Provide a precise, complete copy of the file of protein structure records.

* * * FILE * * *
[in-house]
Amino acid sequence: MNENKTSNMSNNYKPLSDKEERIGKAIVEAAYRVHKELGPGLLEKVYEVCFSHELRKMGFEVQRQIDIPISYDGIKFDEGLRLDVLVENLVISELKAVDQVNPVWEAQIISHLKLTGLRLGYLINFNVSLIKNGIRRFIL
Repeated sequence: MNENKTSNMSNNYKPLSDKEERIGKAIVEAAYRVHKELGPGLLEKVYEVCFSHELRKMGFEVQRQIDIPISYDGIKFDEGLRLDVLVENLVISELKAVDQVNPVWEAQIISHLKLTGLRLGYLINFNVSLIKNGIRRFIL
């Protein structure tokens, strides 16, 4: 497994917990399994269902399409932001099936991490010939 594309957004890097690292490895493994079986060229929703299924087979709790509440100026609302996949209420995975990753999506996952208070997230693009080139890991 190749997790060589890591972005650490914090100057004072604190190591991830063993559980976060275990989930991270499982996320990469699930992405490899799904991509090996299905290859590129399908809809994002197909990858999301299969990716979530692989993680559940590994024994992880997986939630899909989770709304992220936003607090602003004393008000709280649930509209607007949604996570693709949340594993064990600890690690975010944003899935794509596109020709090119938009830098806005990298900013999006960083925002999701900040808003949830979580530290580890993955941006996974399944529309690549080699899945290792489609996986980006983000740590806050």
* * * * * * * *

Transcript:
[in-house]
Amino acid sequence: MNENKTSNMSNNYKPLSDKEERIGKAIVEAAYRVHKELGPGLLEKVYEVCFSHELRKMGFEVQRQIDIPISYDGIKFDEGLRLDVLVENLVISELKAVDQVNPVWEAQIISHLKLTGLRLGYLINFNVSLIKNGIRRFIL
Repeated sequence: MNENKTSNMSNNYKPLSDKEERIGKAIVEAAYRVHKELGPGLLEKVYEVCFSHELRKMGFEVQRQIDIPISYDGIKFDEGLRLDVLVENLVISELKAVDQVNPVWEAQIISHLKLTGLRLGYLINFNVSLIKNGIRRFIL
């Protein structure tokens, strides 16, 4: 497994917990399994269902399409932001099936991490010939 594309957004890097690292490895493994079986060229929703299924087979709790509440100026609302996949209420995975990753999506996952208070997230693009080139890991 190749997790060589890591972005650490914090100057004072604190190591991830063993559980976060275990989930991270499982996320990469699930992405490899799904991509090996299905290859590129399908809809994002197909990858999301299969990716979530692989993680559940590994024994992880997986939630899909989770709304992220936003607090602003004393008000709280649930509209607007949604996570693709949340594993064990600890690690975010944003899935794509596109020709090119938009830098806005990298900013999006960083925002999701900040808003949830979580530290580890993955941006996974399944529309690549080699899945290792489609996986980006983000740590806050």